Latest slow start sends Jazz to 119-110 loss against the Kings

(Francisco Kjolseth | The Salt Lake Tribune) Utah Jazz guard Donovan Mitchell (45) signs autographs for young fans before the Sacramento Kings NBA game at Vivint Smart Home Arena Wed., Nov. 21, 2018, in Salt Lake City.

There was a time when a struggling team could at least look the schedule, see Sacramento up next, and breathe a sigh of relief at the respite to come.

Those days are gone.

The Kings’ continued improvement combined with the Jazz’s persistent funk equaled a 119-110 home loss on Wednesday night at Vivint Smart Home Arena that dropped Utah to 8-10 overall this season.

With the Jazz’s defensive efficacy and intensity in question after a 27-point blowout in Indiana on Monday to close a five-game road trip, the start to the follow-up against the Kings could hardly have been more discouraging.

Sacramento made 10 of its first 14 shots from the field — 71.4 percent — to race out (sometimes literally) to a 25-11 lead.

And while Utah did respond with an 8-0 run to close the gap, yet another example of a low-energy start yielding an early deficit to be rallied back from proved especially costly.

The Kings ended up closing the quarter with an 11-point advantage, thanks to 53.8 percent shooting compared to the Jazz’s 33.3. (The Kings finished the game shooting 52.8 percent overall.)

“It starts with us five [in the starting lineup] — we haven’t done a great job of that all year. We kinda come out slow. And it’s easy to say it’s early, but nah — we gotta pick it up. All of us,” said guard Donovan Mitchell. “That can’t happen. We can’t keep trying to come back every game. You’re gonna run into games like this where you can’t.”

The energy and efficiency were at least better for much of the second quarter. With crisper passing on offense and better rotations on defense, the Jazz closed the deficit to within three points on multiple occasions, though they could draw no closer and went into halftime down 60-54.

A 2-for-15 effort from deep in the first half (13.3 percent) raised the possibility that Utah’s luggage containing all of its long-range shooting was was lost in transit somewhere between Indianapolis and Salt Lake City.

It apparently was delivered just prior to the start of the third quarter, however.

The Jazz made more 3s in the first six minutes of the third quarter (three) than they had in the preceding 24 minutes of action. They finished with five in the frame overall.

A Derrick Favors putback of a missed Mitchell longball just before the quarter’s final horn drew the Jazz to within 84-83, setting up a pivotal final period.

The fourth quarter, though, greatly resembled the second, in that the Jazz continually would close the gap, only to fail to finally get over the hump.

An 8-0 Kings run extended Sacramento’s lead to 97-87 with 6:22 left. An 8-1 run over the next minute and a half pushed the advantage to 105-88 and effectively ended the game.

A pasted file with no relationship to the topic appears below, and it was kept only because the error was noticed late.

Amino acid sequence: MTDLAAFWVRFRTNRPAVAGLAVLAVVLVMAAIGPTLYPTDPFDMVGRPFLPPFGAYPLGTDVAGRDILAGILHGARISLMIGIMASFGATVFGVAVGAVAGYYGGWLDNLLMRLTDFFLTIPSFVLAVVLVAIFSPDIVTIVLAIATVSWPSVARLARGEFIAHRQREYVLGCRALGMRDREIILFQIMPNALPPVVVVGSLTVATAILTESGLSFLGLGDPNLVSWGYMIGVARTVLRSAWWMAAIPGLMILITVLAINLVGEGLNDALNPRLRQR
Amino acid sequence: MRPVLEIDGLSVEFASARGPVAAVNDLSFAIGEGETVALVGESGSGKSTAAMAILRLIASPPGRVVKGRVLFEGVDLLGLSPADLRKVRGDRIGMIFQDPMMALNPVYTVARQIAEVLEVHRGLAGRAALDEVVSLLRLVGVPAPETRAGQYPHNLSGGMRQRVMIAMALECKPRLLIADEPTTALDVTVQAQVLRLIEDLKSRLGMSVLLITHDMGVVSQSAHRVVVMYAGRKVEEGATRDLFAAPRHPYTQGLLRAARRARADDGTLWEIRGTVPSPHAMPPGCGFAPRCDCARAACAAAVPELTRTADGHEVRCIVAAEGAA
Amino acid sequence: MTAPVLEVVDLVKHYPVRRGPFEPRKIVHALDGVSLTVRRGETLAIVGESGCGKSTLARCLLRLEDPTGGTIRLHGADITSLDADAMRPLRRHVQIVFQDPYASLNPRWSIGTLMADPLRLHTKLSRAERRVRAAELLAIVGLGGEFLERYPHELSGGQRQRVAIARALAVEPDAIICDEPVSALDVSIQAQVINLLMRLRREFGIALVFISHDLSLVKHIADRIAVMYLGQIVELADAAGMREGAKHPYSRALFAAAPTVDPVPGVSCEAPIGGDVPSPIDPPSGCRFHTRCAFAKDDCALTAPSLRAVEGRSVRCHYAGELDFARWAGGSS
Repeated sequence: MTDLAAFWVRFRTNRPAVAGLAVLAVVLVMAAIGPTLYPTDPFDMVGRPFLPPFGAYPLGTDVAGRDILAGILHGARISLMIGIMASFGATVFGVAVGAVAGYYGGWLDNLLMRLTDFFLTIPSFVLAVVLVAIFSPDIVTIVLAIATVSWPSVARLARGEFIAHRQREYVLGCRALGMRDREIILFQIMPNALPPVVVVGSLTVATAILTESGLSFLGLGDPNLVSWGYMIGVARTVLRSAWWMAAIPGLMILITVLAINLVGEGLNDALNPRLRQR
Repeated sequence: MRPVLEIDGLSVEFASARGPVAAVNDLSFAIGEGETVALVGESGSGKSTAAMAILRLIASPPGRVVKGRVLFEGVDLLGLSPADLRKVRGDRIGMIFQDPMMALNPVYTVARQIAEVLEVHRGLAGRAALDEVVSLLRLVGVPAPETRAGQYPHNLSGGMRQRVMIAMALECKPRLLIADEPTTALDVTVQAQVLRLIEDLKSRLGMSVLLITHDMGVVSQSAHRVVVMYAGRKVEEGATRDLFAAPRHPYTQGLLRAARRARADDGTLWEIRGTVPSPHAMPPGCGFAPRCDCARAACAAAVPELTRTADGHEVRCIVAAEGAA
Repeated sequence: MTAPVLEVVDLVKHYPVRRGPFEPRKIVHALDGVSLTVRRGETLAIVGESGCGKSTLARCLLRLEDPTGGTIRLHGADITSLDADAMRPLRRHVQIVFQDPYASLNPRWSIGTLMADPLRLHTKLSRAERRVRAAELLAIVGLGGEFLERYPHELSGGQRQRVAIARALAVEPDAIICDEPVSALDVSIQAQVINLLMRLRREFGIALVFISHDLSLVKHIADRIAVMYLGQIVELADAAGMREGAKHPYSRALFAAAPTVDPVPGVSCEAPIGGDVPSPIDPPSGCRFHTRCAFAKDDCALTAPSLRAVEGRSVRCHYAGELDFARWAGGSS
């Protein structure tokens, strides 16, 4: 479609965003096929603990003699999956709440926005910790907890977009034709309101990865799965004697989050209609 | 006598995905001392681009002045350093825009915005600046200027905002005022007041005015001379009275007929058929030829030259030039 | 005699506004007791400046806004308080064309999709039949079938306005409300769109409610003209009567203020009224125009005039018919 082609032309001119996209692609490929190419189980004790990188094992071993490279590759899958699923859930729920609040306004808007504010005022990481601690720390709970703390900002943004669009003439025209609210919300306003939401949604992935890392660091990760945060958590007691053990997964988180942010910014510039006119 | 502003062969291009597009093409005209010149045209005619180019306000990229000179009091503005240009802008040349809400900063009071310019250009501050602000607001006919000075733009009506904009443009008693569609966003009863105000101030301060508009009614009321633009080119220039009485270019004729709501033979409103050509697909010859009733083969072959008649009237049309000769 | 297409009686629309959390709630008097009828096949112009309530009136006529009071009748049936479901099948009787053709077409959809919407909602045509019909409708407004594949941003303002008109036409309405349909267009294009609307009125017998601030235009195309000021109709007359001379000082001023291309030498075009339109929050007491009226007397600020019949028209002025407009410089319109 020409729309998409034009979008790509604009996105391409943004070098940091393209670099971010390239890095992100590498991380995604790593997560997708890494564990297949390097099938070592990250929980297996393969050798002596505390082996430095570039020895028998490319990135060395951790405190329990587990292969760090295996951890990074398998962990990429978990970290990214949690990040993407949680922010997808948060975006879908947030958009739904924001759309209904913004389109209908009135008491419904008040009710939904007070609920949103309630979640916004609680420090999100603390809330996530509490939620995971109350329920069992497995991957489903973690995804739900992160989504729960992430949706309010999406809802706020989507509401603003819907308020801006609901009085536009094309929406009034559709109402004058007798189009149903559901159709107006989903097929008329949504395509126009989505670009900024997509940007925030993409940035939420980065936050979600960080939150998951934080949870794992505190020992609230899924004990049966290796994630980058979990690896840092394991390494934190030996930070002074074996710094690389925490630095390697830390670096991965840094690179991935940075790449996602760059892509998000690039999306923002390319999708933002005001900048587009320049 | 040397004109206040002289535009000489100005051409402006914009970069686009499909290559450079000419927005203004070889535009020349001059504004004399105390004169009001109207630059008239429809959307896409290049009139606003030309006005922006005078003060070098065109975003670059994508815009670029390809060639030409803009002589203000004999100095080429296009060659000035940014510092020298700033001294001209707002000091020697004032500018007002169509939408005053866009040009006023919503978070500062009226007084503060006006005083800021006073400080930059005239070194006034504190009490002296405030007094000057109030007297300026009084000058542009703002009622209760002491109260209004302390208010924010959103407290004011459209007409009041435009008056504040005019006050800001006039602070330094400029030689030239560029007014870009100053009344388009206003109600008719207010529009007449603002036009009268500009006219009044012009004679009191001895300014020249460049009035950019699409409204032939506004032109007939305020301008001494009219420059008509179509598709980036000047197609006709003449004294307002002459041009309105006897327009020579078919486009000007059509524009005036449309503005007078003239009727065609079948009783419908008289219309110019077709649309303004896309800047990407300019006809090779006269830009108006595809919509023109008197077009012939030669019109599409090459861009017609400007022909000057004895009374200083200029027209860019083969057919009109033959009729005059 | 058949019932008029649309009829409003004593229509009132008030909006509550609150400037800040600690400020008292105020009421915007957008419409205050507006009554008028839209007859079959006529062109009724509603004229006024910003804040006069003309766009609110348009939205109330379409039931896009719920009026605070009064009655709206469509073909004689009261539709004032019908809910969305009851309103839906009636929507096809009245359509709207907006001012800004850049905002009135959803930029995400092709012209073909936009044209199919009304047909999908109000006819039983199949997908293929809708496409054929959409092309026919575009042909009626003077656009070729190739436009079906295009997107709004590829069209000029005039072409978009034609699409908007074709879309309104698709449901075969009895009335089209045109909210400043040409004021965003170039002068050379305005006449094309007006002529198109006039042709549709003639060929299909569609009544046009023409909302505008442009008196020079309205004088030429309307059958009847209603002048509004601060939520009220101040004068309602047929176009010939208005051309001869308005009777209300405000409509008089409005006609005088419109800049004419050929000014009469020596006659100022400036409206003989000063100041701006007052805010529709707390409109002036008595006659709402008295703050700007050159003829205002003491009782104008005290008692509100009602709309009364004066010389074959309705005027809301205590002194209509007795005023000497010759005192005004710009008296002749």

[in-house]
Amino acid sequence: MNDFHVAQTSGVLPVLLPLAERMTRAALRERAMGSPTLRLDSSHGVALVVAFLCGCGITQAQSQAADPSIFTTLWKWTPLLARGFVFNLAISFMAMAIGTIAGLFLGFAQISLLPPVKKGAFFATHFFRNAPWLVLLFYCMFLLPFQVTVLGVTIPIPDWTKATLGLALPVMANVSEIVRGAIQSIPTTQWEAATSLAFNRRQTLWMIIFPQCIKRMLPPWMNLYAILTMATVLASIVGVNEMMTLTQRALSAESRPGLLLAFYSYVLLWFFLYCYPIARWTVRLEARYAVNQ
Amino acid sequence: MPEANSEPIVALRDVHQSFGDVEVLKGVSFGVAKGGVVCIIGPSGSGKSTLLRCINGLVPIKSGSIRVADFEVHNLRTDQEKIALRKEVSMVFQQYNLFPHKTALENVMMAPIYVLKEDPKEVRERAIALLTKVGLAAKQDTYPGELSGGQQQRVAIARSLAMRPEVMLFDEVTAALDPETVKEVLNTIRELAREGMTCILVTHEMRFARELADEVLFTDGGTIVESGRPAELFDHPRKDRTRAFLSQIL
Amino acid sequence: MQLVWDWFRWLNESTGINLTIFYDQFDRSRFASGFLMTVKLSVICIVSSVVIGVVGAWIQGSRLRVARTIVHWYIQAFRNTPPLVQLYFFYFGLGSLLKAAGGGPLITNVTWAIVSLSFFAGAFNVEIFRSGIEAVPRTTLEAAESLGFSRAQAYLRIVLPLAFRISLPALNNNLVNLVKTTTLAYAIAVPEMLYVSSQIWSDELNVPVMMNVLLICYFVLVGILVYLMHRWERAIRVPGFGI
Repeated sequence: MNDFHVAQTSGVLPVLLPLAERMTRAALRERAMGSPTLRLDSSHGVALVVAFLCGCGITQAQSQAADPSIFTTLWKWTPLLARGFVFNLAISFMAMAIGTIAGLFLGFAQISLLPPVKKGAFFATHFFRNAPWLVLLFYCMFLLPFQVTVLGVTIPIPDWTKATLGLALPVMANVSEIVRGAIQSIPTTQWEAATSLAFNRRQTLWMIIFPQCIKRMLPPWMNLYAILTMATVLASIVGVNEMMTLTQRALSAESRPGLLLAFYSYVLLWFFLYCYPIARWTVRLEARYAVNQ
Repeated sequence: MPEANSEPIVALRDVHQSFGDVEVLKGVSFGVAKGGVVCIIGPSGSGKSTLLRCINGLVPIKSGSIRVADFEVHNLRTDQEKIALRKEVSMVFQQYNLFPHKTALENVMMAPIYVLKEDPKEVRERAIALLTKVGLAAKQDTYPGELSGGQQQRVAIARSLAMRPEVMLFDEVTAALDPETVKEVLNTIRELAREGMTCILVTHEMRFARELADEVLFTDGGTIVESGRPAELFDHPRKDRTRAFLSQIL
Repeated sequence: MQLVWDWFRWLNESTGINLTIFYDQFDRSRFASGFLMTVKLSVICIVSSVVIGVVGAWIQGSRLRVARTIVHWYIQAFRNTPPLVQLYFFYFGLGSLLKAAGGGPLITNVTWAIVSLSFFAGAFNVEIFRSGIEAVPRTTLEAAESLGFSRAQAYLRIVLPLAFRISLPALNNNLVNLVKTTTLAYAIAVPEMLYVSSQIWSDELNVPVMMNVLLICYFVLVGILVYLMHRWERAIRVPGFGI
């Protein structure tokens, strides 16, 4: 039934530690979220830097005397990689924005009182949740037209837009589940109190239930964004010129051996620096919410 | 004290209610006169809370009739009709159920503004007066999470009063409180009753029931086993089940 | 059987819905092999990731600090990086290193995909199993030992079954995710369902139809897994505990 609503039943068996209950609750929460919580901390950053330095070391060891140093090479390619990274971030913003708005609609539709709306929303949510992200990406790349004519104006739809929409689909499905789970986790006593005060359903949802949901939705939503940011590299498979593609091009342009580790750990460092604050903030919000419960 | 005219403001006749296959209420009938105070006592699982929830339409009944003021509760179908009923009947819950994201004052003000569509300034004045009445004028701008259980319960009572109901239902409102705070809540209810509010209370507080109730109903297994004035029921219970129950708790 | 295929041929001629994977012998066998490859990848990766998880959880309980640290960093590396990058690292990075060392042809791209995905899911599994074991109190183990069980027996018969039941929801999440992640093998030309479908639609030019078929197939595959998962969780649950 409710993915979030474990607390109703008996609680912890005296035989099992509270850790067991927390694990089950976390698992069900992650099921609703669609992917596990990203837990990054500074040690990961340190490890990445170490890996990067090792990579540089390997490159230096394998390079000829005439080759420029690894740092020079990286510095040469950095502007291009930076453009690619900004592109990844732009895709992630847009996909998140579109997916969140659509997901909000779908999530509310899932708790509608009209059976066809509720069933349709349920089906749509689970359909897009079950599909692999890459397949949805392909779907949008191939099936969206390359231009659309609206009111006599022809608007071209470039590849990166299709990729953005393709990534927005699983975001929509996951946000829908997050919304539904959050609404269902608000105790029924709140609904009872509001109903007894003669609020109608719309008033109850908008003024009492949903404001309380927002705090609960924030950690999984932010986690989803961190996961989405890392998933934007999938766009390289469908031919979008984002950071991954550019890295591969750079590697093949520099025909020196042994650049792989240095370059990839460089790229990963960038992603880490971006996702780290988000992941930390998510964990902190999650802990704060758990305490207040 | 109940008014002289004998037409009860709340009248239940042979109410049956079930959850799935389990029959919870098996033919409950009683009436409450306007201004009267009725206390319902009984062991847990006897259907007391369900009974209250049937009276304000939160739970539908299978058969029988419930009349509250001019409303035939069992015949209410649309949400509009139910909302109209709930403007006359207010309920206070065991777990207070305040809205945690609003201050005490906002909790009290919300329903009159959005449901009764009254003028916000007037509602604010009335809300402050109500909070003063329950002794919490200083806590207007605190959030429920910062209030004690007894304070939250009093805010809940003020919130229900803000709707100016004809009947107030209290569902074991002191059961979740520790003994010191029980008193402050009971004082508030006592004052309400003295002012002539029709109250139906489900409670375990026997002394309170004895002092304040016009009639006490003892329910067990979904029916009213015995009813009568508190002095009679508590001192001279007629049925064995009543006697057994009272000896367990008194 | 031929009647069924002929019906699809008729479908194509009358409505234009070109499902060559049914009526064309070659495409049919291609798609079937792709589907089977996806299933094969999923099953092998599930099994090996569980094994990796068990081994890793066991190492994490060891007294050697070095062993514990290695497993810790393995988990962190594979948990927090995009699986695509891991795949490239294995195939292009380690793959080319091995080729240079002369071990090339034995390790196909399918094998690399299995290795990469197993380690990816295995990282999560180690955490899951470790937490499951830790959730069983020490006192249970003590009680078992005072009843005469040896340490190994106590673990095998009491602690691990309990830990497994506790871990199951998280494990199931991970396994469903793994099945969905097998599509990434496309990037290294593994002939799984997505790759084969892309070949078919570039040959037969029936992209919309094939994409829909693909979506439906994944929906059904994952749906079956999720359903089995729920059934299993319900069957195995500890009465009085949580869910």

“You scratch and claw to try to get back,” said coach Quin Snyder. “We didn’t play well, but we hung in there. And then late, we couldn’t get stops when we needed to.”

A 18-5 response by Utah fired up the home faithful, and trimmed the deficit to as few as four points, but ultimately proved just a bit too little and just a bit too late — especially when a Sacramento offensive rebound led to a layup-and-one by Nemanja Bijelica that sealed the deal for good.

Mitchell, who was held to a season-low seven points against the Pacers, bounced back against the Kings, shooting 13 for 23 overall for 35 points, but he was more concerned with the things he didn’t do.

“I should have grabbed the defensive rebound, and then they got a layup — just a few mishaps. They won the 50-50 balls, and that’s the story of the game,” he said. “… Everybody was standing watching. That’s how they got that offensive rebound at the end of the game, that’s why we lost.”

Rudy Gobert contributed another double-double, totaling 13 points and 15 rebounds. And Ricky Rubio, who had a first half to forget, with zero points on 0-for-6 shooting, bounced back post-halftime to finish with 13 points and seven assists. Jae Crowder, meanwhile, contributed 16 points off the bench.

Sacramento big man Willie Cauley-Stein had his second straight strong game against the Jazz, scoring 23 points on 11-for-15 shooting. Second-year guard De’Aaron Fox contributed 17 points and 13 assists.

The Jazz now play five of their next six games on the road. They fly out on Thanksgiving for a Friday game in Los Angeles vs. the LeBron James-led Lakers. Then, on Sunday, they’ll be in Sacramento for a third matchup this season with the Kings. After a home tilt with the Pacers on Monday, the Jazz will head out for a three-game Eastern swing, starting next Wednesday in Brooklyn.

In the meantime, Gobert said it’s not too late for the Jazz to improve. He vowed to lead the way, with effort and example.

“It’s about us, and whether it’s Game 12 or Game 25 or Game 80, we have to get better. We have to figure it out,” he said. “There’s nothing to overthink. It starts with me, and then once I do what I have to do, I think the team’s gonna follow.”